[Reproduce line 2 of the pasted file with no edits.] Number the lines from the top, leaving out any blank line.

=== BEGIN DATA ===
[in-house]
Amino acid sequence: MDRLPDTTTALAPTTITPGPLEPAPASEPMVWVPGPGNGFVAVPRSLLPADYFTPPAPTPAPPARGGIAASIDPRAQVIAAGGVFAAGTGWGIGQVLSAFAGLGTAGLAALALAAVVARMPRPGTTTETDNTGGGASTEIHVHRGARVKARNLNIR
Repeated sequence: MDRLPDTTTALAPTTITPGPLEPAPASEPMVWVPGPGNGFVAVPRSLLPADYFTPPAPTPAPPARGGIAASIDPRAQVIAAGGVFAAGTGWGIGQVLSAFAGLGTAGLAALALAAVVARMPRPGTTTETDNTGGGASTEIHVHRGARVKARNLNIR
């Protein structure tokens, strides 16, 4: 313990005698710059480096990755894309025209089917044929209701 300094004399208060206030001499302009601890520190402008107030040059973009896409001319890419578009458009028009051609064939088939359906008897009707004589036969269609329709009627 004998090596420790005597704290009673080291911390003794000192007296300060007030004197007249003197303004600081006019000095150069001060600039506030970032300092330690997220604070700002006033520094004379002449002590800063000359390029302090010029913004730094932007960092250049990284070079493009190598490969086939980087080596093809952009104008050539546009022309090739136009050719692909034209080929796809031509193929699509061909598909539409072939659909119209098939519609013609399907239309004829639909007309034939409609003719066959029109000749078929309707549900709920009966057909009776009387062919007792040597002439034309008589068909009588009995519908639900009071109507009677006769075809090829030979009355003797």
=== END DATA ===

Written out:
Amino acid sequence: MDRLPDTTTALAPTTITPGPLEPAPASEPMVWVPGPGNGFVAVPRSLLPADYFTPPAPTPAPPARGGIAASIDPRAQVIAAGGVFAAGTGWGIGQVLSAFAGLGTAGLAALALAAVVARMPRPGTTTETDNTGGGASTEIHVHRGARVKARNLNIR